Galapagos Day 8

Hi Everyone


Last night we had a fabulous farewell dinner on the sun deck. We had arrived at the island of San Cristobal and dropped anchor. You saw lights on the island in the distance. People and civilization. How different. The chef made filet minion and lobster tails. I had two huge lobster tails and we all talked the night away. 


Our wake up call was for 6 AM. I was so tired that I immediately fell asleep after dinner. I have always said that a photography trip is hard work. No rest. We all met for our daily coffee and then boarded our Pangas for our last Panga ride. How glorious it was. Saw beautiful frigate birds flying and sea lions playing in the water. How I will remember everything about this trip. 


After one hour, it was back to the yacht for breakfast and a quick shower. Our luggage was taken away and put on the Pangas for the airport and we then boarded them when they returned. We debarked in a small town named San Cristobal. Not much doing here. Some restaurants, bars and local stores. We first went to the airport to check in for our flight to Guayaquil. 


We were then driven back into town to explore this sleepy sort of fishing village. I wandered around and bought some funny t-shirts and we all met at a local restaurant at noon. It was back to the airport and our flight to Guayaquil. Of course, as soon as I boarded and sat down i fell asleep. This seems to be a habit of mine. Arrived in Guayaquil at 4 PM. Don’t forget, Ecuador is one hour a head of the Galapagos and checked into the hotel we had started from. 


Had dinner with some people from the trip and now need to get some sleep since I am leaving for the airport at 6 AM.


Now to sum up this adventure. First lets start with Quito. What an enchanting and old city. Cobblestone narrow streets and old buildings. Locals selling food and the hotel we stayed in was so beautiful and majestic.
Then the long windy road to Mashpi Lodge and the cloud forest. Seeing something that will probably not exist in the near future. Being challenged with my photography skills. Taking pictures at night in the rain and mud. Seeing little creatures that you had to find. The hummingbirds. They were so beautiful. I wish my pictures do them justice.


Now onto the Galapagos. I think the saying “When was the last time you saw something for the first time” is so appropriate. Knowing that you could never see these amazing creatures in zoos. They only exist in the Galapagos. How can I describe seeing the marine iguanas and their prehistoric look and beauty? I fell in love with them. Knowing that they only exist in the Galapagos. Seeing the blue footed boobies was so different. How beautiful these birds were. Seeing albatrosses going through their mating rituals and sitting on their nests. Seeing the giant tortoises in their natural environment. Snorkeling as sea lions were swimming around me. Seeing them dance as they bobbed their way around. Seeing sea turtles swimming as they ate below me. Finally, the cormorants that do not fly. Knowing that there are only nine hundred of them left in the world and they are all in the Galapagos. How fragile this environment is. What about the Galapagos penguins? Penguins on the equator. Only in the Galapagos. These are the memories that will stay with me for the rest of my life. I hope that my pictures tell the story.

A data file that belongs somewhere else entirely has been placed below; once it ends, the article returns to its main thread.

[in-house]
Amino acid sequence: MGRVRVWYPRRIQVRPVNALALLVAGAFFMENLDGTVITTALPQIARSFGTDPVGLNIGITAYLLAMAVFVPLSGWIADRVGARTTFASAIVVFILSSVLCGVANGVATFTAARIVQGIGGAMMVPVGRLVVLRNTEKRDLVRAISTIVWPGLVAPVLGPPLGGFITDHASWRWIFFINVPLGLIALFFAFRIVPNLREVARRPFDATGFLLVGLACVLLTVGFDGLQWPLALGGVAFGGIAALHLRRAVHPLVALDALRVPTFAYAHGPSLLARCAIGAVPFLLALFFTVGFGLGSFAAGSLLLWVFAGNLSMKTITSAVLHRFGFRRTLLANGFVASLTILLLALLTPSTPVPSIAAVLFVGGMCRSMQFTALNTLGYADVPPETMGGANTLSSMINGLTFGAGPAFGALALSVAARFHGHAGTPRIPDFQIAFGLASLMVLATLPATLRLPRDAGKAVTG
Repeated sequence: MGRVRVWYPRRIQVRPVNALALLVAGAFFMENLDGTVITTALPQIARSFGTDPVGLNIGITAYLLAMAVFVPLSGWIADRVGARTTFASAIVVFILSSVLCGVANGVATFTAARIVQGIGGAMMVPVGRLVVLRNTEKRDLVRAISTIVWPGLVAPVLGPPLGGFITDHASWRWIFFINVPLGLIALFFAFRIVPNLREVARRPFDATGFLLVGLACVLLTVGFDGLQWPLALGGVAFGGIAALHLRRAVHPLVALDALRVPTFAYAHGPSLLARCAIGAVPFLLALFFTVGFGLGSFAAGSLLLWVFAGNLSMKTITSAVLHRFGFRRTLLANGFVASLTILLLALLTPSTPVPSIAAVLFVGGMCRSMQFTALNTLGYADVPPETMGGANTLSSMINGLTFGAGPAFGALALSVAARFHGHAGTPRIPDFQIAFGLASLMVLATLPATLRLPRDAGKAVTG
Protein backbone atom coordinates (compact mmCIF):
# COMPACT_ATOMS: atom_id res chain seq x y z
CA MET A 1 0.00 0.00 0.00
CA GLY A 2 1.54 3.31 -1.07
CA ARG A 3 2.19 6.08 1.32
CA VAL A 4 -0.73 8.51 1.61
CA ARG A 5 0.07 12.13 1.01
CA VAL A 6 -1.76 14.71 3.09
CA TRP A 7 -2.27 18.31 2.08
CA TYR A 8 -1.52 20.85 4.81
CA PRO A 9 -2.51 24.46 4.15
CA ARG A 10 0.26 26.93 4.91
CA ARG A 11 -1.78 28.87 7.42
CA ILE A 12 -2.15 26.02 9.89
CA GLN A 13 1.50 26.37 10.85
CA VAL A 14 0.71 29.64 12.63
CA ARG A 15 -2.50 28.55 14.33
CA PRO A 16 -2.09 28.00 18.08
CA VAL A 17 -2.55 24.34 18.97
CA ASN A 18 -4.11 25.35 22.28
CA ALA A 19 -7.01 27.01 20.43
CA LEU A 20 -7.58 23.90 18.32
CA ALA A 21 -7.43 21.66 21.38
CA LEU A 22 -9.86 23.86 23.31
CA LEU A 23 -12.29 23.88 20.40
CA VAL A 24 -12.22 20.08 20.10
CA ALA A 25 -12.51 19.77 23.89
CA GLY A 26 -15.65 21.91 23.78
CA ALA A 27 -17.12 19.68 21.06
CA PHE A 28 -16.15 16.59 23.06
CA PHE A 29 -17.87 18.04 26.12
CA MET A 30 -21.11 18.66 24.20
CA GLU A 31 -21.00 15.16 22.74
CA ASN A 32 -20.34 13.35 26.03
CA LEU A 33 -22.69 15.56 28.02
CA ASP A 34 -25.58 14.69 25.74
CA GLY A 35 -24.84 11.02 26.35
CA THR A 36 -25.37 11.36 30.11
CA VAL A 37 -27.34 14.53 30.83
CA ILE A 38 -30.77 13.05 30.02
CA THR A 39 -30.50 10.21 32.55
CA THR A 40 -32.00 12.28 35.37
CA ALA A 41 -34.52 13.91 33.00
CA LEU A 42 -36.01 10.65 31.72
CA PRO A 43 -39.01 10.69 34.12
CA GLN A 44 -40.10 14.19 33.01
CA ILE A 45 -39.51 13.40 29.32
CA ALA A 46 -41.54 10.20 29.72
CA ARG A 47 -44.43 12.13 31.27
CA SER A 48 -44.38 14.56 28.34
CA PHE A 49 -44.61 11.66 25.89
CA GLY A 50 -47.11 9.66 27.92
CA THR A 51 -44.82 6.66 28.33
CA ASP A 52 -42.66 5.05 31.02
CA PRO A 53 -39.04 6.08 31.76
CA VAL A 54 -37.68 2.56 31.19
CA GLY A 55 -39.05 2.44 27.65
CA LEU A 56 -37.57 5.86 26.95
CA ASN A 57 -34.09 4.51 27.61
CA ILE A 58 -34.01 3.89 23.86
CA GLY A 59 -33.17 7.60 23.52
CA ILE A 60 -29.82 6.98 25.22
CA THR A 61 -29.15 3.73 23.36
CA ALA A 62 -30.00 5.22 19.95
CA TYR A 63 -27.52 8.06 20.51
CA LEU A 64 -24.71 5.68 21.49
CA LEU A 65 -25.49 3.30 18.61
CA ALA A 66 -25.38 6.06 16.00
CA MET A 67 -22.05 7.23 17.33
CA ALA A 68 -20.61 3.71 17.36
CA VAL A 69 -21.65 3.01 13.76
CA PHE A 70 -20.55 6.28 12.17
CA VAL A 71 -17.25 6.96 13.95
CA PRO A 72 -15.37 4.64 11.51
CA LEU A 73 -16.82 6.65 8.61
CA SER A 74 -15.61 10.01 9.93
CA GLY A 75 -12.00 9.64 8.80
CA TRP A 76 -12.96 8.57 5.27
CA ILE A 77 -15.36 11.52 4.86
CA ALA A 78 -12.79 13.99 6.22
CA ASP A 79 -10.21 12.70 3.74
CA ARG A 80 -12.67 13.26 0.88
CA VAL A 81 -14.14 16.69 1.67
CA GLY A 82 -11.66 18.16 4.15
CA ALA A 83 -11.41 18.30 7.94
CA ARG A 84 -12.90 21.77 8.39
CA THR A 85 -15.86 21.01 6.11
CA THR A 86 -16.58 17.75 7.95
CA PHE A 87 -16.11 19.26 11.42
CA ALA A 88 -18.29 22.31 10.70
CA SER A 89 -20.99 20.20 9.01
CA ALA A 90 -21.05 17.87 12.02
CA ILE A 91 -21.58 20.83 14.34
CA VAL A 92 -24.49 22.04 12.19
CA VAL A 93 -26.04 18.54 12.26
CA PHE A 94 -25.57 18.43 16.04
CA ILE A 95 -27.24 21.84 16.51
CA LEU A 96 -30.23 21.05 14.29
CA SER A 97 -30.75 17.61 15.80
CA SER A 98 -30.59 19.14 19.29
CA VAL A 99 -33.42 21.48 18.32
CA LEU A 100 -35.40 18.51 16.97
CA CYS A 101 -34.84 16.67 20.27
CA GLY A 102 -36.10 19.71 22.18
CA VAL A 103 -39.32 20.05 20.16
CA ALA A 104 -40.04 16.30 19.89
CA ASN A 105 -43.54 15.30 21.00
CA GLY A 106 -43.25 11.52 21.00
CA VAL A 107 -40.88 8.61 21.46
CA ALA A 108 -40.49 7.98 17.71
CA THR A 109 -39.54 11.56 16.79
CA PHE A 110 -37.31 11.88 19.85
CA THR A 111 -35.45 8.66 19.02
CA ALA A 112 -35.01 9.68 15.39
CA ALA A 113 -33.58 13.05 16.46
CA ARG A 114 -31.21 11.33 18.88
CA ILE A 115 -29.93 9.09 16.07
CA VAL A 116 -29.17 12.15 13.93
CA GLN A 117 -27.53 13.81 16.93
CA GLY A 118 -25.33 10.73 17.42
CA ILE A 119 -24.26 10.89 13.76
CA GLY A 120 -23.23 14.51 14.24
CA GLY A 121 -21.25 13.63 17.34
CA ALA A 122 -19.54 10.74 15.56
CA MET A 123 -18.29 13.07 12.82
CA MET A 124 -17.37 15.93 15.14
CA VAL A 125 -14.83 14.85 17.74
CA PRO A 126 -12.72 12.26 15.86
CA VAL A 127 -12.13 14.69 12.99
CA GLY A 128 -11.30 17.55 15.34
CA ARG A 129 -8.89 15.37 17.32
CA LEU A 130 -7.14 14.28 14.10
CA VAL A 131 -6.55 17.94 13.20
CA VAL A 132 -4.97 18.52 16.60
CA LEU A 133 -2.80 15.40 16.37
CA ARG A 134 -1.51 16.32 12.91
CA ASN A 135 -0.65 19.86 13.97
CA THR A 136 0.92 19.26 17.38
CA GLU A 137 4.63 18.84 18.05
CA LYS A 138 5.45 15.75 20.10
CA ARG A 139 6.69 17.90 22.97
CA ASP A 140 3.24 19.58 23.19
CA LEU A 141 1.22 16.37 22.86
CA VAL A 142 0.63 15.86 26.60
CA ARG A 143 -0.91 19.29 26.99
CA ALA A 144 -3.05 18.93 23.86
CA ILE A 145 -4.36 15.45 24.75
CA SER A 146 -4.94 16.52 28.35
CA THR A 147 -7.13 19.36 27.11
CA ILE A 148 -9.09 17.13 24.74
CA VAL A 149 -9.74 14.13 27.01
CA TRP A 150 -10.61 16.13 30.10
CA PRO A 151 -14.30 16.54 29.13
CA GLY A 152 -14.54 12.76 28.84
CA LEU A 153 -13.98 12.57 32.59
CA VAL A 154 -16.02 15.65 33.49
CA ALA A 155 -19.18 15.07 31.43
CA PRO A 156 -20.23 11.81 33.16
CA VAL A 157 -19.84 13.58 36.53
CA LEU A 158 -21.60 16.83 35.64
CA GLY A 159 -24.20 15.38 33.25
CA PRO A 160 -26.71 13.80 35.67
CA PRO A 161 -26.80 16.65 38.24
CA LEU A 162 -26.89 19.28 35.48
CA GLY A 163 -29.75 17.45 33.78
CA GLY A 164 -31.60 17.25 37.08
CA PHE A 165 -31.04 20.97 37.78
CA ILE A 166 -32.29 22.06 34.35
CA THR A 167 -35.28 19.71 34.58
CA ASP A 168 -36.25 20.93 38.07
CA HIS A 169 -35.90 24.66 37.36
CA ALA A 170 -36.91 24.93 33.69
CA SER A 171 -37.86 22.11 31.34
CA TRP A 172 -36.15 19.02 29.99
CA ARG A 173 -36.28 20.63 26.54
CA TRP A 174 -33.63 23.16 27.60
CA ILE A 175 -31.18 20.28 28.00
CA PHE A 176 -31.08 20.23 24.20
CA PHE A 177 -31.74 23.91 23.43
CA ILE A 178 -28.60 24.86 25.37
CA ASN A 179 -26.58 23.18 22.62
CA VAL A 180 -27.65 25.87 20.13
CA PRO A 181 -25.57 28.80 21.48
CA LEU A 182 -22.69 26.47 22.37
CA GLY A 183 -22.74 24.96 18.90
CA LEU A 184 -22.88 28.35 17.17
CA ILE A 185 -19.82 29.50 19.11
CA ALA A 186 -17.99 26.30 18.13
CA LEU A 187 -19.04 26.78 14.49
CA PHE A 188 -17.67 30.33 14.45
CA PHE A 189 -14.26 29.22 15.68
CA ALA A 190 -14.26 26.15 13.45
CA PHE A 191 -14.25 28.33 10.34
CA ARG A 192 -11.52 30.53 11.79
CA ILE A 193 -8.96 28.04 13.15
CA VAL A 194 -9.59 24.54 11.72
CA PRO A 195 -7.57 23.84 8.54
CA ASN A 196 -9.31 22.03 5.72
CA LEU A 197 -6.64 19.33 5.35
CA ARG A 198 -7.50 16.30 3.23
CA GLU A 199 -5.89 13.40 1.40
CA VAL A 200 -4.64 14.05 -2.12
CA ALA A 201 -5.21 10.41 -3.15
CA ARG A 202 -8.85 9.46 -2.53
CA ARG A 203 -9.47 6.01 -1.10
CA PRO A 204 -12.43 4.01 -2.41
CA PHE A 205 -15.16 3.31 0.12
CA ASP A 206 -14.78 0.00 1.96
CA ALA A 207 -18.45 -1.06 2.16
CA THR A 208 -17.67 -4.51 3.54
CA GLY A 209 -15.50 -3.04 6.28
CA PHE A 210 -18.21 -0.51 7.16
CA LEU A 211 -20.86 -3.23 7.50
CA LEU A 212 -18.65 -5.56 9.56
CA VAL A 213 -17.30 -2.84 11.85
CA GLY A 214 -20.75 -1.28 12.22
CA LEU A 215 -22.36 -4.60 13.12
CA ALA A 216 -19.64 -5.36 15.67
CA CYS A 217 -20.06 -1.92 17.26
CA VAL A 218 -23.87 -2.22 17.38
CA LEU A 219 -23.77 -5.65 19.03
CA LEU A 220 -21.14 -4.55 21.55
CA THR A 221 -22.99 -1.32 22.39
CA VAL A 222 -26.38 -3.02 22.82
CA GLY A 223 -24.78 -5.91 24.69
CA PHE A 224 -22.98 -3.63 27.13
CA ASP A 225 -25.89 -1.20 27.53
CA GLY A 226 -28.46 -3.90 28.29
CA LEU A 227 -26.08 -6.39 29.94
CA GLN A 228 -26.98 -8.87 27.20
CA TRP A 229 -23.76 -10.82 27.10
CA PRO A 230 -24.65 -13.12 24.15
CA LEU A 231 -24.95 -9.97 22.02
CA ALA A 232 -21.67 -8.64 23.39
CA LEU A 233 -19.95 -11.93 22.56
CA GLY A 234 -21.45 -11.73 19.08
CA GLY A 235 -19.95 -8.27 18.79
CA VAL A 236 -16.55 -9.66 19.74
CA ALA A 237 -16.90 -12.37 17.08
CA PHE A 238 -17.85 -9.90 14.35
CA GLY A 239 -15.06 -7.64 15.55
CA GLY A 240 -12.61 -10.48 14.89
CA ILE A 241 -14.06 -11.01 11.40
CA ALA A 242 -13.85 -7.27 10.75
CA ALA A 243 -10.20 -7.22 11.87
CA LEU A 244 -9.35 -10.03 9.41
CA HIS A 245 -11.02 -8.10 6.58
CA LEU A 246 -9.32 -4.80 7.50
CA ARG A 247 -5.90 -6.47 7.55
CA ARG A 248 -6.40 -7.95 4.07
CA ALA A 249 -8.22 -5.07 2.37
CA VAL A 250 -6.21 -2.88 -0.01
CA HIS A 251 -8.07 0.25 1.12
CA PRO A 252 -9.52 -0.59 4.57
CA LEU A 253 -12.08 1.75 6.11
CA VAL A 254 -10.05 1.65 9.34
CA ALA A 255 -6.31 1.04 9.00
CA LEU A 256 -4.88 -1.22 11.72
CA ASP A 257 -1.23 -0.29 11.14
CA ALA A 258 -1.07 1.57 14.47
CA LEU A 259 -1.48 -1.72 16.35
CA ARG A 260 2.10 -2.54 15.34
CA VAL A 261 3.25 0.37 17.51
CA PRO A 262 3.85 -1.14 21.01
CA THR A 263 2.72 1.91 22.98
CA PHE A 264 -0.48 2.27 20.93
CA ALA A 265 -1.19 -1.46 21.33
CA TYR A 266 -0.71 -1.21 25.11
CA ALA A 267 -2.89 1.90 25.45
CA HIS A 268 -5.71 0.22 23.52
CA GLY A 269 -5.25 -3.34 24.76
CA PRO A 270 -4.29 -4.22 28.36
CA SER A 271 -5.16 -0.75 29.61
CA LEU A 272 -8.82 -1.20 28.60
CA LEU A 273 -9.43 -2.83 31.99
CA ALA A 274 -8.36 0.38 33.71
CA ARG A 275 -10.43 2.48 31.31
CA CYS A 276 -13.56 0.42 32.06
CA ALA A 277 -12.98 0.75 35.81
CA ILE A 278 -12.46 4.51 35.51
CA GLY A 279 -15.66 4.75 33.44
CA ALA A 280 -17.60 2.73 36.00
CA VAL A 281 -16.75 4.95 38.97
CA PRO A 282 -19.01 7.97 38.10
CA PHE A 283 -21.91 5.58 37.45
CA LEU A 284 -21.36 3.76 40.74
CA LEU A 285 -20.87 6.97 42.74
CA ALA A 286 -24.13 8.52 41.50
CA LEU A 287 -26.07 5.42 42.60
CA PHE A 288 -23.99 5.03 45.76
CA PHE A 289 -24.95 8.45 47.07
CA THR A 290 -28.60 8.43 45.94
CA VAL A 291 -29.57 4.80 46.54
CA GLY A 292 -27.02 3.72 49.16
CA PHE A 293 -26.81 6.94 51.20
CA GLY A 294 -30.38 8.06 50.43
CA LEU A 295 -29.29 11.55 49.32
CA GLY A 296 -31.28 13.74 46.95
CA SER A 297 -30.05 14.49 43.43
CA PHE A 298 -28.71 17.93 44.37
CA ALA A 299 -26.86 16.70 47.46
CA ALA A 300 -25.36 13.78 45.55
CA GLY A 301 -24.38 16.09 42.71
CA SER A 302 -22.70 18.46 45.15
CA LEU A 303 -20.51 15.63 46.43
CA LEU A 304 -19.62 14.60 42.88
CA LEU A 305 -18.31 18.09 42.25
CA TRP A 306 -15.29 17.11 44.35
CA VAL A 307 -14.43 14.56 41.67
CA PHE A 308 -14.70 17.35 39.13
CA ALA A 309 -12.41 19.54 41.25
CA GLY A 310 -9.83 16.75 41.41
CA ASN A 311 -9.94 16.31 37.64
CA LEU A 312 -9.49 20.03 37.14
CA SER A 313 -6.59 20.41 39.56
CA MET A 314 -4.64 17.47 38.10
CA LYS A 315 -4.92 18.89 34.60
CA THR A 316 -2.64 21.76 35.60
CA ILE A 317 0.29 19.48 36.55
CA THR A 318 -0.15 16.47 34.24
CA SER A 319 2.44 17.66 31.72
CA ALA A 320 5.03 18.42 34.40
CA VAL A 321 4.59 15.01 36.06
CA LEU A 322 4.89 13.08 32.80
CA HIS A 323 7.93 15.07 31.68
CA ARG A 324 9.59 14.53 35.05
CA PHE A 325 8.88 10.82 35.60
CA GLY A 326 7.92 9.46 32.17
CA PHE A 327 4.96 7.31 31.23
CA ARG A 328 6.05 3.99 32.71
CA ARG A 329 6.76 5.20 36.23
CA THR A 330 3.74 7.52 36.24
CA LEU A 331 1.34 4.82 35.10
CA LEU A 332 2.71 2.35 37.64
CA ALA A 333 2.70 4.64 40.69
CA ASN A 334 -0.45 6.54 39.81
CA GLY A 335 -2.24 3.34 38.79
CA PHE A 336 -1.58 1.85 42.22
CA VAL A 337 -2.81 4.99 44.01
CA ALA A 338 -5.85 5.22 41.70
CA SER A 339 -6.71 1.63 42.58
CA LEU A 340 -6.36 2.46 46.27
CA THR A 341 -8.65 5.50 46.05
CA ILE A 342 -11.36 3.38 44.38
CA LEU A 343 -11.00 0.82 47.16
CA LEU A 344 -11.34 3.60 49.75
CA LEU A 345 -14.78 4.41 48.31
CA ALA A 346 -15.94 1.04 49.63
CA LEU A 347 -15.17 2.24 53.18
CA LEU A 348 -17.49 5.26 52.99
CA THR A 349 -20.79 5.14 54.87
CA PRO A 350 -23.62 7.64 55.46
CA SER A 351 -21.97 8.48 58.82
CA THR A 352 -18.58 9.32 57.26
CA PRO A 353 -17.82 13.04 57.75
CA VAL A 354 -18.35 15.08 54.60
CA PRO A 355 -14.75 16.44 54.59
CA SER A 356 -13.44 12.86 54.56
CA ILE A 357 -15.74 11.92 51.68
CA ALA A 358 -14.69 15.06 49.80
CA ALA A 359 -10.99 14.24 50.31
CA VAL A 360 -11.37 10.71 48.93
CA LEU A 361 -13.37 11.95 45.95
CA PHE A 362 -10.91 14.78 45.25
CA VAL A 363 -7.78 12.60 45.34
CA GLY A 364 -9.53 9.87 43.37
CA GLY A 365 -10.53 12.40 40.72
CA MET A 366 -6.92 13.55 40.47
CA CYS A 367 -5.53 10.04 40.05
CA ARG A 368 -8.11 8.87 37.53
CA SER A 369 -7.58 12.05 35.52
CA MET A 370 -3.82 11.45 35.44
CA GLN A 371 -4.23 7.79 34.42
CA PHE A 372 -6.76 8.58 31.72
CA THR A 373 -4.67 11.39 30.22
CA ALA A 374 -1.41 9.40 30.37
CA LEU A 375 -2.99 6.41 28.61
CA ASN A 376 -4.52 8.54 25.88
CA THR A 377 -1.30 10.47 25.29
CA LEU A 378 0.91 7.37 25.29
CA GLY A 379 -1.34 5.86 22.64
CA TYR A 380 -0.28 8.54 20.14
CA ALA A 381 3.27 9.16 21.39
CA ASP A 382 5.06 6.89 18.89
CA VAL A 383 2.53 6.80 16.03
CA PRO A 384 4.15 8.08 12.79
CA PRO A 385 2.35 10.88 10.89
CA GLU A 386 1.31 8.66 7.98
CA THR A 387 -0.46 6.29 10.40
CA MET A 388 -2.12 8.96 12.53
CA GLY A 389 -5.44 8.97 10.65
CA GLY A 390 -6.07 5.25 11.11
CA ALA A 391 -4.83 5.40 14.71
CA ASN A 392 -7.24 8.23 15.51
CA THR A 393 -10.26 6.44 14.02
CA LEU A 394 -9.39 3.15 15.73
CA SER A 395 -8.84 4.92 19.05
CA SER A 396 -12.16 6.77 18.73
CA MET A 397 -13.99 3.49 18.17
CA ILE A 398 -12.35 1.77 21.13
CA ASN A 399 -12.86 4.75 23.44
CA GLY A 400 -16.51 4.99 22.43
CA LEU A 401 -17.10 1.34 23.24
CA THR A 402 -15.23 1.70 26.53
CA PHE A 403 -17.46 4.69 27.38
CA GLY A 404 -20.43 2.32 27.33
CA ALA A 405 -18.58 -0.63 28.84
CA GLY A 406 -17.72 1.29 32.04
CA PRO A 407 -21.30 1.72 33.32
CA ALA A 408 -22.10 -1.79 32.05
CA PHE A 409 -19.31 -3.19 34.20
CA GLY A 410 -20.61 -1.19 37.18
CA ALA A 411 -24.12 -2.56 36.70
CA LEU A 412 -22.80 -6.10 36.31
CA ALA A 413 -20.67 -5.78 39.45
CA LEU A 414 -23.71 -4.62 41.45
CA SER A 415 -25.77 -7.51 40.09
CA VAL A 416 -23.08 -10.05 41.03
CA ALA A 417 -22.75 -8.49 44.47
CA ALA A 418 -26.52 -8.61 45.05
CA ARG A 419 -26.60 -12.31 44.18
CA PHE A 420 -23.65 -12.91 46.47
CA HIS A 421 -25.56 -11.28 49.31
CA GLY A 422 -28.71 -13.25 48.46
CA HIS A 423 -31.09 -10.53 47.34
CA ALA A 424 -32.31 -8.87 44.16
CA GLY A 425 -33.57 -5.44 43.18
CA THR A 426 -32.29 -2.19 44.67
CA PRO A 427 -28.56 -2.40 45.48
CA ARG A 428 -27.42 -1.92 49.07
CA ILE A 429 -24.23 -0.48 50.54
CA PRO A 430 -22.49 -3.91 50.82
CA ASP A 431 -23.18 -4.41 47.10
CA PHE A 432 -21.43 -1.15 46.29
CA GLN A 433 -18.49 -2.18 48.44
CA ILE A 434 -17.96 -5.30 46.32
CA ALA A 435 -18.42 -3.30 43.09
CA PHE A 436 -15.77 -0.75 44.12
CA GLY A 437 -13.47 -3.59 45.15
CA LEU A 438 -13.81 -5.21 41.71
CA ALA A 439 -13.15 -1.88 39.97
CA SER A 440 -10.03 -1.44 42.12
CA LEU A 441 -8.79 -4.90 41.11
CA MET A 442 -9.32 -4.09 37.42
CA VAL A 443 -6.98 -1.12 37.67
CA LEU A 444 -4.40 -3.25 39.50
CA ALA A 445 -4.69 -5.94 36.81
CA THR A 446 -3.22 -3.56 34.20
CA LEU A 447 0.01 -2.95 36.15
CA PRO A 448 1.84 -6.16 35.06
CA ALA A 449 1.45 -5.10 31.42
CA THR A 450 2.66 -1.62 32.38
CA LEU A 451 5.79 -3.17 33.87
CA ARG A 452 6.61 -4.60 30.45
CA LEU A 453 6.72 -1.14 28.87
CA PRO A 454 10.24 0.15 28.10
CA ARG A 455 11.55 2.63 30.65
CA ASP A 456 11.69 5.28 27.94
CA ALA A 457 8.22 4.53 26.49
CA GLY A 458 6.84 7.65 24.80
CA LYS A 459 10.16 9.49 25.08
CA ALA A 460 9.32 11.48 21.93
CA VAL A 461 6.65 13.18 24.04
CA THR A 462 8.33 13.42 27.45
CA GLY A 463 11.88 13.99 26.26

Now for some photography facts and thoughts. I took all my pictures in the Galapagos only using one camera and lens. I used my Sony 7riii and 100-400 lens all. the time. My camera is as 43 megapixel camera and I wanted to have some more room for cropping. Furthermore, there were very few times that the subject matter was moving fast so no need for the Sony
A9. When I was in Africa last year, I used the Sony A9 almost all the time. My photography skills were challenged. Shooting during the night in the cloud forest was something I had never done before. I used manual mode most of the time. Would use auto ISO and pump up the shutter speed for hummingbirds and other faster moving subjects. Another way would have been to manually adjust the ISO and I used that sometimes. Exposure compensation was constantly being adjusted. Taking pictures in bright sunlight and in the darkness required the adjustments. Lava rocks also needed exposure compensation to bring out the true colors. You want to try to make as many adjustments with the camera and not do those adjustments in editing. The camera captures data and editing does not. This is all technical, but as you know, photography is about the “eye”. Taking unique images, telling a story and seeing what others don’t see or pass over.


My next adventure starts in the beginning of August. I am going to Kamchatka. Where is Kamchatka? Kamchatka is a peninsula on the east coast of Russia north of Japan. It is one of the most remote places in the world. I have always wanted to go there. Will be camping out most of the days. Cant wait to see what I find there.


Talk to everyone soon


Love

Larry

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